Interventions to optimise nutrition in older people in hospitals and long-term care: Umbrella review

Silvia Brunner*, Hanna Mayer, Hong Qin, Matthias Breidert, Michael Dietrich, Maria Müller Staub

*Corresponding author for this work

Research output: Journal article (peer-reviewed)Review article

7 Citations (Scopus)

Abstract

Background: Inpatients have a high need for protein-energy intake because of increased physical stress metabolism due to illnesses. Protein-energy undernutrition in older patients increases the risk of complications such as falls, pressure ulcers and even death. An overview of effective interventions addressing this complex issue of malnutrition in older people is missing. Aims: To give an overview of effective interventions to optimise nutrition in older people in hospitals and long-term care. Design: An umbrella review, according to the Joanna Briggs Institute and PRISMA statement, was conducted in April 2020. Methods: A systematic search of publications from 2010 until 2020 was conducted in CINAHL, PubMed and Cochrane Database. Included were studies reporting nutrition interventions that involved nurses or the interprofessional team in optimising older hospitalised people's nutrition. Excluded were studies investigating the effects of parenteral nutrition, certain food supplements or tube feeding and research from intensive, community or palliative care. Components of interventions were classified according to the intervention Nutrition management: Patients’ assistance, patients’ instruction, foodservice, environment for meals and nutrient-dense snacks. Findings: Included were 13 reviews from 19 countries of the continents Asia, Australia, Europe and North America from hospitals and long-term care settings. An interprofessional food promoting culture, including staff training as part of a multi-component measure, has shown to be a successful element in implementing activities of Nutrition Management. Conclusion: Several studies synthesised that optimising nutrition in older people in hospitals and long-term care is achievable. Interventions were effective if—on a meta-level—staff training was addressed as part of a multi-component measure to reach an interprofessional food promoting culture. Implications for practice: Interventions to optimise older people's nutrition have to consider an interprofessional food promoting culture, including staff training about the importance of nutrition, patients’ assistance and an appropriate environment for meals.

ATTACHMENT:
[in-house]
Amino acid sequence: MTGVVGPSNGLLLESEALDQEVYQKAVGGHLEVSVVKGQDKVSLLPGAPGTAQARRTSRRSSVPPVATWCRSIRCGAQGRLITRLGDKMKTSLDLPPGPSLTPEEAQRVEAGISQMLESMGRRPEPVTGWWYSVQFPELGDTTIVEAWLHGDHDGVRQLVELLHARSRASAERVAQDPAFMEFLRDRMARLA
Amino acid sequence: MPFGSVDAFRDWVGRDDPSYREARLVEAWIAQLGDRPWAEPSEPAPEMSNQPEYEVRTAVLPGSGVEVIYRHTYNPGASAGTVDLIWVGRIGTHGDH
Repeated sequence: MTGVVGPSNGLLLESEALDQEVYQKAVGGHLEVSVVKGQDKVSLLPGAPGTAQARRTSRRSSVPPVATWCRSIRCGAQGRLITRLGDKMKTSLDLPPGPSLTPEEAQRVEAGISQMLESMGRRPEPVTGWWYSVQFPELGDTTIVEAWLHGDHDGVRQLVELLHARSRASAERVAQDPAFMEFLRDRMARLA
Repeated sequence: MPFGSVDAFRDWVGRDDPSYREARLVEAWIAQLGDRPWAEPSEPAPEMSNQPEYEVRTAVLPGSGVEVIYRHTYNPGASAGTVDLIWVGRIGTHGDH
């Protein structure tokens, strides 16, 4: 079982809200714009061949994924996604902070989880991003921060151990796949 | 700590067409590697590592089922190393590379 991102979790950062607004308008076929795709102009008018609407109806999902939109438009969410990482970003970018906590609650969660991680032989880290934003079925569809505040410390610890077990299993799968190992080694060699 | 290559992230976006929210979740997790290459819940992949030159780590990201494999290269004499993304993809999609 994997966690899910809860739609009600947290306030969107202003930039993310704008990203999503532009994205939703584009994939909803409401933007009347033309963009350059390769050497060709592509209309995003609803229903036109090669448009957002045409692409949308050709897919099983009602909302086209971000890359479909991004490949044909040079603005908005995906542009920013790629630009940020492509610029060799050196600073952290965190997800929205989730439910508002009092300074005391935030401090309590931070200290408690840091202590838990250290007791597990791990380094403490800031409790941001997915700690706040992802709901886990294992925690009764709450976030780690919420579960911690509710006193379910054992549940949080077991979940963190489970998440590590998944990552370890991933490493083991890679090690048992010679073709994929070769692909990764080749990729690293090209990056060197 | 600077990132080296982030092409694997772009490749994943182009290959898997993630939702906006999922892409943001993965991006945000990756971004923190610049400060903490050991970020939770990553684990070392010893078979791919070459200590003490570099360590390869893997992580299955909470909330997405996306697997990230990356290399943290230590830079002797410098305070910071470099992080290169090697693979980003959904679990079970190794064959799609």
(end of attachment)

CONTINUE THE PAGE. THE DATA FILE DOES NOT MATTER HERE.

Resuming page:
Original languageEnglish
Pages (from-to)579-598
Number of pages20
JournalScandinavian Journal of Caring Sciences
Volume36
Issue number3
DOIs
Publication statusPublished - Sept 2022
Externally publishedYes

Keywords

  • acute care
  • evidence-based nursing intervention
  • literature review
  • long-term care
  • nutrition management aged
  • nutritional status
  • umbrella review
  • Humans
  • Long-Term Care
  • Energy Intake
  • Hospitals
  • Aged
  • Nutritional Status
  • Meals

ASJC Scopus subject areas

  • Public Health, Environmental and Occupational Health

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